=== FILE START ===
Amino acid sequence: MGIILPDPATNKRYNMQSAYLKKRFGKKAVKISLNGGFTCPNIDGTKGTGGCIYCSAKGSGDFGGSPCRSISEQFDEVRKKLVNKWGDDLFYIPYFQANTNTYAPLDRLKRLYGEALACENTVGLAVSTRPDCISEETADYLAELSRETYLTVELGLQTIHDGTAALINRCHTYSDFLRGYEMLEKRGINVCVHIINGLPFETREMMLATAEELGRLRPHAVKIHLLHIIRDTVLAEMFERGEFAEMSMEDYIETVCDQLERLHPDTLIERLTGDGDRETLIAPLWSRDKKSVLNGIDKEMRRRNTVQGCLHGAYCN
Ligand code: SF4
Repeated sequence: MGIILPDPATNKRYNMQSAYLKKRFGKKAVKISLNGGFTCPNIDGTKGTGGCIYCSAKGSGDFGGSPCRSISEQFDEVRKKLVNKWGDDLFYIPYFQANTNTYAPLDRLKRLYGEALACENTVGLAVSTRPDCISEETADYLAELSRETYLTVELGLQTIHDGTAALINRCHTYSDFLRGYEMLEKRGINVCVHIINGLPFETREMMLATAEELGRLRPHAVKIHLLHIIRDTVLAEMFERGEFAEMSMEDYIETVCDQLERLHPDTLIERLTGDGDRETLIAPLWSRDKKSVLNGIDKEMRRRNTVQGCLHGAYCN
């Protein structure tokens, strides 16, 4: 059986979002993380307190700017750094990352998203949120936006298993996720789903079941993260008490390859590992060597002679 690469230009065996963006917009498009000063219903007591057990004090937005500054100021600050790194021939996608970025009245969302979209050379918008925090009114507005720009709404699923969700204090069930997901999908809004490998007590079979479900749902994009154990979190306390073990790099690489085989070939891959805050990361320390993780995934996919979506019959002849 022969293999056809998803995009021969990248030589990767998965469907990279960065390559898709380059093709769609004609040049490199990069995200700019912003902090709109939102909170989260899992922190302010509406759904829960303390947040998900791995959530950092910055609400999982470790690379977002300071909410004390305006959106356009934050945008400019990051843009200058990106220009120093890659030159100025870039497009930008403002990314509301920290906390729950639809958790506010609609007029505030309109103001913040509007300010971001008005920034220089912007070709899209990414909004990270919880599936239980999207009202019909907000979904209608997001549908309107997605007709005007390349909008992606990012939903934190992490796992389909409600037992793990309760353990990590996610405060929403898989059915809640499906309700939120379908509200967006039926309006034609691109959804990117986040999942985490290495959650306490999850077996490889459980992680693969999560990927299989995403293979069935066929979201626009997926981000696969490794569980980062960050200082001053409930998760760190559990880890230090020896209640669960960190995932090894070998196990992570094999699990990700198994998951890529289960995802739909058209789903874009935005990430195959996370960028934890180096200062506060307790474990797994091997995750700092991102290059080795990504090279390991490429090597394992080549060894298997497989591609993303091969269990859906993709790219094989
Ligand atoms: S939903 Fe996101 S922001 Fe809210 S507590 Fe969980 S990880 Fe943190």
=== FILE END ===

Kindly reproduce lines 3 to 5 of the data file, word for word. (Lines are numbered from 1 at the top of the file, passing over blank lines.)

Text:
Repeated sequence: MGIILPDPATNKRYNMQSAYLKKRFGKKAVKISLNGGFTCPNIDGTKGTGGCIYCSAKGSGDFGGSPCRSISEQFDEVRKKLVNKWGDDLFYIPYFQANTNTYAPLDRLKRLYGEALACENTVGLAVSTRPDCISEETADYLAELSRETYLTVELGLQTIHDGTAALINRCHTYSDFLRGYEMLEKRGINVCVHIINGLPFETREMMLATAEELGRLRPHAVKIHLLHIIRDTVLAEMFERGEFAEMSMEDYIETVCDQLERLHPDTLIERLTGDGDRETLIAPLWSRDKKSVLNGIDKEMRRRNTVQGCLHGAYCN
């Protein structure tokens, strides 16, 4: 059986979002993380307190700017750094990352998203949120936006298993996720789903079941993260008490390859590992060597002679 690469230009065996963006917009498009000063219903007591057990004090937005500054100021600050790194021939996608970025009245969302979209050379918008925090009114507005720009709404699923969700204090069930997901999908809004490998007590079979479900749902994009154990979190306390073990790099690489085989070939891959805050990361320390993780995934996919979506019959002849 022969293999056809998803995009021969990248030589990767998965469907990279960065390559898709380059093709769609004609040049490199990069995200700019912003902090709109939102909170989260899992922190302010509406759904829960303390947040998900791995959530950092910055609400999982470790690379977002300071909410004390305006959106356009934050945008400019990051843009200058990106220009120093890659030159100025870039497009930008403002990314509301920290906390729950639809958790506010609609007029505030309109103001913040509007300010971001008005920034220089912007070709899209990414909004990270919880599936239980999207009202019909907000979904209608997001549908309107997605007709005007390349909008992606990012939903934190992490796992389909409600037992793990309760353990990590996610405060929403898989059915809640499906309700939120379908509200967006039926309006034609691109959804990117986040999942985490290495959650306490999850077996490889459980992680693969999560990927299989995403293979069935066929979201626009997926981000696969490794569980980062960050200082001053409930998760760190559990880890230090020896209640669960960190995932090894070998196990992570094999699990990700198994998951890529289960995802739909058209789903874009935005990430195959996370960028934890180096200062506060307790474990797994091997995750700092991102290059080795990504090279390991490429090597394992080549060894298997497989591609993303091969269990859906993709790219094989
Ligand atoms: S939903 Fe996101 S922001 Fe809210 S507590 Fe969980 S990880 Fe943190």